Brian Patten is an English poet and author. He came to prominence in the 1960s as one of the Liverpool poets, and writes primarily lyrical poetry about human relationships.
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Famous Brian Patten Poems
When I think of her sparkling face
And of her body that rocked this way and that,
When I think of her laughter,
Her jubilance that filled me,
It’s a wonder I’m not gone mad.
She is away and I cannot do what I want.
Other faces pale when I get close.
She is away and I cannot breathe her in.
The space her leaving has created
I have attempted to fill
With bodies that numbed upon touching,
Among them I expected her opposite,
And found only forgeries.
Her wholeness I know to be a fiction of my making,
Still I cannot dismiss the longing for her;
It is a craving for sensation new flesh
Cannot wholly calm or cancel,
It is perhaps for more than her.
At night above the parks the stars are swarming.
The streets are thick with nostalgia;
I move through senseless routine and insensitive chatter
As if her going did not matter.
She is away and I cannot breathe her in.
I am ill simply through wanting her.
Sometimes It Happens
And sometimes it happens that you are friends and then
You are not friends,
And friendship has passed.
And whole days are lost and among them
A fountain empties itself.
And sometimes it happens that you are loved and then
You are not loved,
And love is past.
And whole days are lost and among them
A fountain empties itself into the grass.
And sometimes you want to speak to her and then
You do not want to speak,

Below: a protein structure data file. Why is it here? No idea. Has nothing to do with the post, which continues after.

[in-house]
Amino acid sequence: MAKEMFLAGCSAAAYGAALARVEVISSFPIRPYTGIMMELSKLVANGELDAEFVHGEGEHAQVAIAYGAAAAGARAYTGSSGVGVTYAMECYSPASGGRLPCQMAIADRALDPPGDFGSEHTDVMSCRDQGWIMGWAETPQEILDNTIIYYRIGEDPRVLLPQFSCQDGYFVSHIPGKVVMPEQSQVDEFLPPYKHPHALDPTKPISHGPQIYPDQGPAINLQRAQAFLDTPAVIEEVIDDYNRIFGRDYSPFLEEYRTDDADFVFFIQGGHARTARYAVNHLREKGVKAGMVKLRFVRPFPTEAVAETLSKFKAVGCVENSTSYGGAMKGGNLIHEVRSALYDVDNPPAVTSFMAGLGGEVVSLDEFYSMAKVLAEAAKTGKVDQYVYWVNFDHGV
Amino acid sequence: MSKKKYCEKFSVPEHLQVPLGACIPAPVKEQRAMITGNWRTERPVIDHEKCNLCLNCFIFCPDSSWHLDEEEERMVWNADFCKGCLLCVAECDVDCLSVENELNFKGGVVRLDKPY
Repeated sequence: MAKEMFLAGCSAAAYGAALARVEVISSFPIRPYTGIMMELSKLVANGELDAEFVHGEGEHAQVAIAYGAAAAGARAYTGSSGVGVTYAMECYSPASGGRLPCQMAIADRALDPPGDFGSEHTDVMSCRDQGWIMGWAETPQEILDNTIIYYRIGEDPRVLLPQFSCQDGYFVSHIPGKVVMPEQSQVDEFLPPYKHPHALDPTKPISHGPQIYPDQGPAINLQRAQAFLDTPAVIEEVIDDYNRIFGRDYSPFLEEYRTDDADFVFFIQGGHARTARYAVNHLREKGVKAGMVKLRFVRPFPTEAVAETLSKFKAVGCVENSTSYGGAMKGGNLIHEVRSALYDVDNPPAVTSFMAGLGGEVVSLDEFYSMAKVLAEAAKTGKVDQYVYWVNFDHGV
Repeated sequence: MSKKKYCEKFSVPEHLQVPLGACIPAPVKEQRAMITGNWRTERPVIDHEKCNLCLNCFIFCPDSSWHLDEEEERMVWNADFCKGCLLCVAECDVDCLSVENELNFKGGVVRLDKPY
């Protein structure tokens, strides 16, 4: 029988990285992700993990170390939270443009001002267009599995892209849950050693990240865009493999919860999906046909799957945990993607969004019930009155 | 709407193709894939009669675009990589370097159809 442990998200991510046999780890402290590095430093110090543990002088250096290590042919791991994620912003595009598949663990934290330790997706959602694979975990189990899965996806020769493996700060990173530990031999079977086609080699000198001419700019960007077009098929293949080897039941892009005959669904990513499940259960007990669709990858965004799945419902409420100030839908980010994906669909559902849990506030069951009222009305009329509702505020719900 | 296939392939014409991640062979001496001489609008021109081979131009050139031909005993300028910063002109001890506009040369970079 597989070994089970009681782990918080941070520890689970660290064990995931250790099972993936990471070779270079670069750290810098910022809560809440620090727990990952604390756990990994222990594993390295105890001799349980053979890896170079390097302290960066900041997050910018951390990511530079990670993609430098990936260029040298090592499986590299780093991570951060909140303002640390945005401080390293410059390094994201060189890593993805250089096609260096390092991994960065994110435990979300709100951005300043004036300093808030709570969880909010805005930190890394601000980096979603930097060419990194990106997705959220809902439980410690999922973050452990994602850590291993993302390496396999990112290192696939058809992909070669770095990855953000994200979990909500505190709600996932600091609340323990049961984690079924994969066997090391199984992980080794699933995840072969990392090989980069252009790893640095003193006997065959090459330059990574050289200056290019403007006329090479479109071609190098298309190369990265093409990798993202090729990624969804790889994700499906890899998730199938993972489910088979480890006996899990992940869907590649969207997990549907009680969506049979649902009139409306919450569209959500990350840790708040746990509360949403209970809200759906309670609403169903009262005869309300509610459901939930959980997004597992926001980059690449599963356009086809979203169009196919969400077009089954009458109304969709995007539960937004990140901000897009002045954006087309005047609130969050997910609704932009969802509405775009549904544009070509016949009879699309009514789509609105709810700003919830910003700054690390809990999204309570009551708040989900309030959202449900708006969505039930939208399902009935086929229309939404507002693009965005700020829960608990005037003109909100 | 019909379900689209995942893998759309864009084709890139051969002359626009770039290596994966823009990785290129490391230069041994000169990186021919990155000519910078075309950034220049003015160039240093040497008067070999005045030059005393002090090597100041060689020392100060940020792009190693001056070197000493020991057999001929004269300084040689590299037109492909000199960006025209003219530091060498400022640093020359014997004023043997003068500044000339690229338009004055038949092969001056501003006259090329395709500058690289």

Then the opportunity has passed.
Your dreams flare up, they suddenly vanish.
And also it happens that there is nowhere to go and then
There is somewhere to go,
Then you have bypassed.
And the years flare up and are gone,
Quicker than a minute.
So you have nothing.
You wonder if these things matter and then
As soon you begin to wonder if these things matter
They cease to matter,
And caring is past.
And a fountain empties itself into the grass.
In Tintagel Graveyard
Who brought flowers to this grave?
I, said the wren.
I brought them as seeds and then
Watched them grow.
No, said the wind. That’s not true.
I blew them across the moor and sea,
I blew them up to the grave’s door.
They were a gift from me.
They came of their own accord,
Said the celandine.
I know best. They’re brothers of mine.
I am Death’s friend,
Said the crow. I ought to know.
I dropped them into the shadow of the leaning stone.
I brought the flowers.
No, said Love,
It was I who brought them,
With the help of the wren’s wing,
With the help of the wind’s breath,
With the help of the celandine and the crow.
It was I who brought them
For the living and the dead to share,
I was the force that put those flowers there.
‘Let’s stay here
Now this place has emptied
And make gentle pornography with one another,
While the partygoers go out
And the dawn creeps in,